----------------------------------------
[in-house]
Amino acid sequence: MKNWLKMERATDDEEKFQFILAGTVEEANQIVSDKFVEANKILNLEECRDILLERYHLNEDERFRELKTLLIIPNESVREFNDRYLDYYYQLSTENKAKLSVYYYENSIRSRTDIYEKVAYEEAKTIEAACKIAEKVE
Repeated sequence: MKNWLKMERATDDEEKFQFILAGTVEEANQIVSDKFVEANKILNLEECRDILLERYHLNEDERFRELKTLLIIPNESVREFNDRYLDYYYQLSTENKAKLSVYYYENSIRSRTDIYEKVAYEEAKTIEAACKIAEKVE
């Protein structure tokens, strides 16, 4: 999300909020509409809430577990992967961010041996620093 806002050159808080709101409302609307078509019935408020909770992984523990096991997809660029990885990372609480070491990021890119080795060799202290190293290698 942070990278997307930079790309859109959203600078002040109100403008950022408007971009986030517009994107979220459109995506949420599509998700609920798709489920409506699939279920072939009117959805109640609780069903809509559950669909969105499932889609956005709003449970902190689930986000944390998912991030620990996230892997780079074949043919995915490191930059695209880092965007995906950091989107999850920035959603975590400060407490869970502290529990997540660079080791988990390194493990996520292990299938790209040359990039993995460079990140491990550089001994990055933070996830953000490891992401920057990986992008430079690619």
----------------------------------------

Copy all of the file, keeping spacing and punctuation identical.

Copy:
[in-house]
Amino acid sequence: MKNWLKMERATDDEEKFQFILAGTVEEANQIVSDKFVEANKILNLEECRDILLERYHLNEDERFRELKTLLIIPNESVREFNDRYLDYYYQLSTENKAKLSVYYYENSIRSRTDIYEKVAYEEAKTIEAACKIAEKVE
Repeated sequence: MKNWLKMERATDDEEKFQFILAGTVEEANQIVSDKFVEANKILNLEECRDILLERYHLNEDERFRELKTLLIIPNESVREFNDRYLDYYYQLSTENKAKLSVYYYENSIRSRTDIYEKVAYEEAKTIEAACKIAEKVE
């Protein structure tokens, strides 16, 4: 999300909020509409809430577990992967961010041996620093 806002050159808080709101409302609307078509019935408020909770992984523990096991997809660029990885990372609480070491990021890119080795060799202290190293290698 942070990278997307930079790309859109959203600078002040109100403008950022408007971009986030517009994107979220459109995506949420599509998700609920798709489920409506699939279920072939009117959805109640609780069903809509559950669909969105499932889609956005709003449970902190689930986000944390998912991030620990996230892997780079074949043919995915490191930059695209880092965007995906950091989107999850920035959603975590400060407490869970502290529990997540660079080791988990390194493990996520292990299938790209040359990039993995460079990140491990550089001994990055933070996830953000490891992401920057990986992008430079690619």